Plants of
South Australia
Erodium carolinianum
Carolin Haron's Bill,
Clammy Heron's-bill,
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Regional Species Conservation Assessments per IBRA subregion.
Least concern
Near threatened
Critically endangered
Data deficient
Coober Pedy
Mount Gambier
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Botanical art

Kath Alcock paintings: 2

Prior names

Erodium cygnorum ssp. glandulosum, partly

Common names

Carolin Haron's Bill

Clammy Heron's-bill



Erodium from the Greek 'erodios' meaning heron; alluding to the fruit resembling the head and beak of this bird. Carolinianum named after Prof. Roger Charles Carolin (1929-), an Associate Professor at the University of Sydney, plant taxonomist, principal author of Flora of Australia Vol. 35. Brunoniaceae & Goodeniacea, revisional treatments in Geraniaceae and collector of the holotype for this species from Butler's Peak Range near Fowler's Gap in 1956.

Distribution and status

Found in the northern part of South Australia, growing in open communities in arid and semi-arid regions. Also found in Western Australia, Northern Territory, Queensland and New South Wales. Native. Common in South Australia. Uncommon in Western Australia and Queensland. Common in the other states.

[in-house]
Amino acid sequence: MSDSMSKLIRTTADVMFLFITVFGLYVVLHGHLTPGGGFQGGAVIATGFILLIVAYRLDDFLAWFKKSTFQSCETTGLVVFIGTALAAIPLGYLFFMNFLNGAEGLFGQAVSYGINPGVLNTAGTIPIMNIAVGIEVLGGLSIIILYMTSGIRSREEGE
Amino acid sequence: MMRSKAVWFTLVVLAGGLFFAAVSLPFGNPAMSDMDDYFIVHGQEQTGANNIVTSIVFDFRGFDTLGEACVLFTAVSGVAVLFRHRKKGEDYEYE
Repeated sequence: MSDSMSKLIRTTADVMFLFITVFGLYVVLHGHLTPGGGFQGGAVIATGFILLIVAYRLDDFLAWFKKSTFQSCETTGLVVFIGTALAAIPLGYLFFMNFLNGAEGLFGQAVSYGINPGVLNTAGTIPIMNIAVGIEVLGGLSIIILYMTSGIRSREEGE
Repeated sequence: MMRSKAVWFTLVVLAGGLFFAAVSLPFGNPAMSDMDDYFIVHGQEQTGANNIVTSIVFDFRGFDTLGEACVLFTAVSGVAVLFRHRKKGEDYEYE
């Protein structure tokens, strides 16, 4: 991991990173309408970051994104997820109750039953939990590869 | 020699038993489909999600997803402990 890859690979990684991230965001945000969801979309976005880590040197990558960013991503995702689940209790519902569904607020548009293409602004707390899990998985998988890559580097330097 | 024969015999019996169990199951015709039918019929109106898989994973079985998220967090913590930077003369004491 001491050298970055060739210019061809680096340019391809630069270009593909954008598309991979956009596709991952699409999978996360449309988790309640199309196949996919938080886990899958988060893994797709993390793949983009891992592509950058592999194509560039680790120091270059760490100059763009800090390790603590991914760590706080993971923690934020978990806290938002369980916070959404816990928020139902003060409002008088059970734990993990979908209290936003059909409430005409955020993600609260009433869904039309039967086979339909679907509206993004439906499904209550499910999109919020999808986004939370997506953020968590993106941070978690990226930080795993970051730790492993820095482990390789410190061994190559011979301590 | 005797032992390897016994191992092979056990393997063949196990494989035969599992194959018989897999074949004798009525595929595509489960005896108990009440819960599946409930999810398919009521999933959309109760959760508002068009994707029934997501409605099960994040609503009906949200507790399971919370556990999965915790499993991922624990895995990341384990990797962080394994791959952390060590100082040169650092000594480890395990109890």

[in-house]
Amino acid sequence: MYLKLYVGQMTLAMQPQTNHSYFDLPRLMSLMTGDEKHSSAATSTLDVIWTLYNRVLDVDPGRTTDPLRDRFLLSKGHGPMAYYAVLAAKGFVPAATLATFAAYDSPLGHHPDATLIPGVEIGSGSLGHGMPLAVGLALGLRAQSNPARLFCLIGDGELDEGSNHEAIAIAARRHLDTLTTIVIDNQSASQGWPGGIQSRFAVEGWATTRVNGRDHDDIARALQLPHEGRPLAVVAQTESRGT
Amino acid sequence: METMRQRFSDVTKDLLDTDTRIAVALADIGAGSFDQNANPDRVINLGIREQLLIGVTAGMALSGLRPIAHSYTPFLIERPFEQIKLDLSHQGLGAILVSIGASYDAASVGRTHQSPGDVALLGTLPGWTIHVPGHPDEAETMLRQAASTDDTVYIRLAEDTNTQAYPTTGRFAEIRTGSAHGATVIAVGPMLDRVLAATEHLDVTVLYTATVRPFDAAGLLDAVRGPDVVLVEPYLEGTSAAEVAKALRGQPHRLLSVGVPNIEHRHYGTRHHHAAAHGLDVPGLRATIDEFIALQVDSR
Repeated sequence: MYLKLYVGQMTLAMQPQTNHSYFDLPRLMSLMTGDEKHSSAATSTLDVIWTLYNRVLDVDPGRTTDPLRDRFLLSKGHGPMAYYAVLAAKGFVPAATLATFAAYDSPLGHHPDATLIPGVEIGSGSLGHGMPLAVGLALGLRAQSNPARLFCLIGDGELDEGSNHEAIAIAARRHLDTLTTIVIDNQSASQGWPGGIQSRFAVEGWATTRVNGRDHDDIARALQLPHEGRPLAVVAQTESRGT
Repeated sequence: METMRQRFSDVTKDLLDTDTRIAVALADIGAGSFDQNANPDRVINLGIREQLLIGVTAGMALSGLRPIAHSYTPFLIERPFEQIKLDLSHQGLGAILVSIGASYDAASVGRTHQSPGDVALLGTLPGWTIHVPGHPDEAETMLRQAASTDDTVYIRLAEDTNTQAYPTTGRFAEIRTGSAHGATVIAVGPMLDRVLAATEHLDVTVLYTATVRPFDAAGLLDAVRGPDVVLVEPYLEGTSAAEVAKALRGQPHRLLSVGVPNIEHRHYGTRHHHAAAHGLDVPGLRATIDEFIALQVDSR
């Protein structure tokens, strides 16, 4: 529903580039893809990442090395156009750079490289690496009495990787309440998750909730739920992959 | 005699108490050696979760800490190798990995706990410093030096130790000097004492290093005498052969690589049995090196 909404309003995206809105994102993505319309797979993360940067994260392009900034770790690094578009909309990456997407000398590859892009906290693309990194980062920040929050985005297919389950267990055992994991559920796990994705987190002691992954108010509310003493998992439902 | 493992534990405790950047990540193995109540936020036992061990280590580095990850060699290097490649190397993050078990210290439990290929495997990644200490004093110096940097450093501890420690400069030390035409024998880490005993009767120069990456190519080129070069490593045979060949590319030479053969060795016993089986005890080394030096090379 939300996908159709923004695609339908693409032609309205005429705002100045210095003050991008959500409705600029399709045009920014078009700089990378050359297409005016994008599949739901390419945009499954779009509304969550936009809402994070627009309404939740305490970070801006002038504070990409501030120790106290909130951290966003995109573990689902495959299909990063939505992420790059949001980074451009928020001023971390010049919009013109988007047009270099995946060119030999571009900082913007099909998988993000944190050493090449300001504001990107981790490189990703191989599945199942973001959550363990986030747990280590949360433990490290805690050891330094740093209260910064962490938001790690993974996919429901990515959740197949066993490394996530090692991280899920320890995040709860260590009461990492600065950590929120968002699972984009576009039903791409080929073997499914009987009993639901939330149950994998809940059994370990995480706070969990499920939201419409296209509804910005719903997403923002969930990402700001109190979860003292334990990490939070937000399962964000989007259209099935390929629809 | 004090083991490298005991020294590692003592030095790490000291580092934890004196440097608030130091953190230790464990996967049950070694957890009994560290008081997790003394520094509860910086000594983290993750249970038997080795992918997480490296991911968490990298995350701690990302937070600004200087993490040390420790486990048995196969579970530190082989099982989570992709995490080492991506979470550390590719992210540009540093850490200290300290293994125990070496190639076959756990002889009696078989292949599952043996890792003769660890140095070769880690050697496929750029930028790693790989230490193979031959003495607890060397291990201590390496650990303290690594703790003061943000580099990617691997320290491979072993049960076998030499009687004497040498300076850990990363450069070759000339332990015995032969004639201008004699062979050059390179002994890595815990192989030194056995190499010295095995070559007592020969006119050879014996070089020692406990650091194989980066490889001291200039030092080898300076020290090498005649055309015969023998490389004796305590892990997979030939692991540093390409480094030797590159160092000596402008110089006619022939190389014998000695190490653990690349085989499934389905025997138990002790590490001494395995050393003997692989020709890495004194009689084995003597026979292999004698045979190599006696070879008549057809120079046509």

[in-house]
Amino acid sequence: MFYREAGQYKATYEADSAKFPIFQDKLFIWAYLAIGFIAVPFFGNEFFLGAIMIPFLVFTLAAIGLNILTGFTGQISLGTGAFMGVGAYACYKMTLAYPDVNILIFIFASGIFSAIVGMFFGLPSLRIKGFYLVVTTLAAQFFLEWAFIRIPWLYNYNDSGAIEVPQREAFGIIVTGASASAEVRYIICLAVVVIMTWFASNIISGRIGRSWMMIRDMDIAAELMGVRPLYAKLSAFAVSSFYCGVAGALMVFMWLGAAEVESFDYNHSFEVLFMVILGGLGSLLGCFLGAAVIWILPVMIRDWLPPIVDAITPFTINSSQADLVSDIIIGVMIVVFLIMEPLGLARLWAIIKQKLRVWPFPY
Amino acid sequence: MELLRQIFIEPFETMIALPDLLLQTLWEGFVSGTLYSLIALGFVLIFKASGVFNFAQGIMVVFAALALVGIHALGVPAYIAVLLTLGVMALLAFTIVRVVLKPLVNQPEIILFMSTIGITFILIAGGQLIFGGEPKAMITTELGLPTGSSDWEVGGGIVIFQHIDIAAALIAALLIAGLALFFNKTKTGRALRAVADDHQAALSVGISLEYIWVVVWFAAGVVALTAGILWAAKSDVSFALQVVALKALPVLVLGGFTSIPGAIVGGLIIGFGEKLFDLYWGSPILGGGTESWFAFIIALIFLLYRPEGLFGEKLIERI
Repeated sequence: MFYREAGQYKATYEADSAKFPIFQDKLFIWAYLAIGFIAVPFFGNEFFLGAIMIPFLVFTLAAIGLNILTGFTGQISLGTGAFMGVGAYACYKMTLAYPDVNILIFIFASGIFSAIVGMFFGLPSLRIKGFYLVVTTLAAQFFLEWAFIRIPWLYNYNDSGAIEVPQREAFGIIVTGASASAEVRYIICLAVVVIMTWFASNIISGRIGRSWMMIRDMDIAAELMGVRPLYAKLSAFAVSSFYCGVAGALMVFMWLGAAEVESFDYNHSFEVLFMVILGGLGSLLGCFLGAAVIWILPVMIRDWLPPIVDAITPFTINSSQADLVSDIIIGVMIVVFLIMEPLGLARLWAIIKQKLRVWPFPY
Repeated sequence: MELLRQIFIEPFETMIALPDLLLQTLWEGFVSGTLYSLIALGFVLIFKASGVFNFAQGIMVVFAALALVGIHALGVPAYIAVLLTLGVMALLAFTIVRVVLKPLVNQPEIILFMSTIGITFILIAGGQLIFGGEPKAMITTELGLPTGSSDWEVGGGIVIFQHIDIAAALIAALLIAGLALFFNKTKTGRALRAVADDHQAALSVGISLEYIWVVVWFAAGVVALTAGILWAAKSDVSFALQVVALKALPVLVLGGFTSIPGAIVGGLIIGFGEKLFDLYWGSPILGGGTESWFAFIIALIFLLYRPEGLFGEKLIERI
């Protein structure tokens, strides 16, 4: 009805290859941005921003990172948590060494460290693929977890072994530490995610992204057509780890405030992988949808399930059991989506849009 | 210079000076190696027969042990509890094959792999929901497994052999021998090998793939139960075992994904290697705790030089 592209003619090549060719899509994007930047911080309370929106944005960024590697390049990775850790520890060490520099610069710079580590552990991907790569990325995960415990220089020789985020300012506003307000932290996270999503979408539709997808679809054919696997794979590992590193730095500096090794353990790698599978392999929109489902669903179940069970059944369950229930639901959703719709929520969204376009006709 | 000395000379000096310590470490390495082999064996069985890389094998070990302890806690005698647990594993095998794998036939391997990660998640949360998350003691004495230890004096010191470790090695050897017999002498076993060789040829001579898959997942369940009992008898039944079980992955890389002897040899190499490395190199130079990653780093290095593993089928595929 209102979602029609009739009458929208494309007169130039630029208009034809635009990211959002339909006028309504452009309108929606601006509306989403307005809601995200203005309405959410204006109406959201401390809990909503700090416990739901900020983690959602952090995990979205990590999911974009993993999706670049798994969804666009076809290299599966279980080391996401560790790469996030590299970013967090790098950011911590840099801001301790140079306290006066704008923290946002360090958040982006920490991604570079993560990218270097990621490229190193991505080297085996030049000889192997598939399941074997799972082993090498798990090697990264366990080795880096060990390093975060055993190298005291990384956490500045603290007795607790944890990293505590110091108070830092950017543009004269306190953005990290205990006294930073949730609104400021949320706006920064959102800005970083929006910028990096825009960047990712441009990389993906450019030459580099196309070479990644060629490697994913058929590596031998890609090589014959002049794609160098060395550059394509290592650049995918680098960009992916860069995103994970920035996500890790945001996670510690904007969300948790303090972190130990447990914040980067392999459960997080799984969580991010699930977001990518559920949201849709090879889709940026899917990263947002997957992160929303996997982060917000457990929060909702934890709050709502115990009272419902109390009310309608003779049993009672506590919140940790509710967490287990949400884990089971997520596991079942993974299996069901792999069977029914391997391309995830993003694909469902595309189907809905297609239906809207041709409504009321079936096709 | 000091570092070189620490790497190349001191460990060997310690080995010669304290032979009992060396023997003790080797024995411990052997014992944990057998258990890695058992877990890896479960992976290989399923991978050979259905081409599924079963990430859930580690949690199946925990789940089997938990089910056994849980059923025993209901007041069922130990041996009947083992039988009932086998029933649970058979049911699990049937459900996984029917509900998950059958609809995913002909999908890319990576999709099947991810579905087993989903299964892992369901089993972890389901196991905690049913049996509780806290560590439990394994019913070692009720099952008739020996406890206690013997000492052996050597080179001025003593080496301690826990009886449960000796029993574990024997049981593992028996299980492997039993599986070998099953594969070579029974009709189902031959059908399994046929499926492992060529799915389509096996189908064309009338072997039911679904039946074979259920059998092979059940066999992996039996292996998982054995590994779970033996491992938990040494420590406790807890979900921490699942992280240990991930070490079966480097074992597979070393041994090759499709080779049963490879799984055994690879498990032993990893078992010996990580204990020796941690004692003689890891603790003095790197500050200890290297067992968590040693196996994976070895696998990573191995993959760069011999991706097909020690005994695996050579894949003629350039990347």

Herbarium regions: North Western, Lake Eyre, Nullarbor, Gairdner-Torrens, Flinders Ranges, Eastern, Eyre Peninsula, Northern Lofty
NRM regions: Alinytjara Wilurara, Eyre Peninsula, South Australian Arid Lands
AVH map: SA distribution map (external link)

Plant description

Prostrate, decumbent or ascending annual herb to 30 cm high covered with soft glandular hairs. Basal leaves palmatifid with lobes toothed and covered in glandular-hairs both surfaces. Flowers in umbels of 2-6, sepals with glandular hairs, petals blue-purple with bases and veins red. Flowering between May and September. Fruits are long brown capsule. Seeds are brown ovoid seed (mericarp) to 8 mm long, covered in long white hairs and with a 55 mm long hairy awn-like attachment, pit at the top of the seed without any hairs.

Seed collection and propagation

Collect seeds between July and November. Collect matured capsules, those that are turning brown and have exposed brown seeds. Place the capsules in a tray and leave to dry fro 1 to 2 weeks. If only seeds collected, no further cleaning is required. If other material is collected, use a sieve to separate unwanted material. Store the seeds with a desiccant such as dried silica beads or dry rice, in an air tight container in a cool and dry place. This species has physical dormancy that needs to be overcome for the seed to germinate (e.g. nicking or softening the seed coat).